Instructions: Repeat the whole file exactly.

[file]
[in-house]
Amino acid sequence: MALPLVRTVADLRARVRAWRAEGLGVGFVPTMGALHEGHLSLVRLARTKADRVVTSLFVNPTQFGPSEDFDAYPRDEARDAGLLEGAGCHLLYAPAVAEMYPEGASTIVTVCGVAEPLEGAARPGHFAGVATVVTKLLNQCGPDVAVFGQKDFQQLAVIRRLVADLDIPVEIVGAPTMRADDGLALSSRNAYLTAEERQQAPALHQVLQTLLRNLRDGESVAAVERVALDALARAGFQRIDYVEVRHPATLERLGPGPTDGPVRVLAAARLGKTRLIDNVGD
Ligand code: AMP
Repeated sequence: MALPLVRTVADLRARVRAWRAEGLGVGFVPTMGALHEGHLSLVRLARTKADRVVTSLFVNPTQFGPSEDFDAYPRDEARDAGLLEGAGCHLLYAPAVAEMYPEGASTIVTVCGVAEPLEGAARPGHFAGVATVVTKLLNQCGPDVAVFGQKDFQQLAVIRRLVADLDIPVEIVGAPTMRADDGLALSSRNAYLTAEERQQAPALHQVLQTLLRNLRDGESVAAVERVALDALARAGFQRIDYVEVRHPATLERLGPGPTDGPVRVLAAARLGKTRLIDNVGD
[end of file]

[in-house]
Amino acid sequence: MALPLVRTVADLRARVRAWRAEGLGVGFVPTMGALHEGHLSLVRLARTKADRVVTSLFVNPTQFGPSEDFDAYPRDEARDAGLLEGAGCHLLYAPAVAEMYPEGASTIVTVCGVAEPLEGAARPGHFAGVATVVTKLLNQCGPDVAVFGQKDFQQLAVIRRLVADLDIPVEIVGAPTMRADDGLALSSRNAYLTAEERQQAPALHQVLQTLLRNLRDGESVAAVERVALDALARAGFQRIDYVEVRHPATLERLGPGPTDGPVRVLAAARLGKTRLIDNVGD
Ligand code: AMP
Repeated sequence: MALPLVRTVADLRARVRAWRAEGLGVGFVPTMGALHEGHLSLVRLARTKADRVVTSLFVNPTQFGPSEDFDAYPRDEARDAGLLEGAGCHLLYAPAVAEMYPEGASTIVTVCGVAEPLEGAARPGHFAGVATVVTKLLNQCGPDVAVFGQKDFQQLAVIRRLVADLDIPVEIVGAPTMRADDGLALSSRNAYLTAEERQQAPALHQVLQTLLRNLRDGESVAAVERVALDALARAGFQRIDYVEVRHPATLERLGPGPTDGPVRVLAAARLGKTRLIDNVGD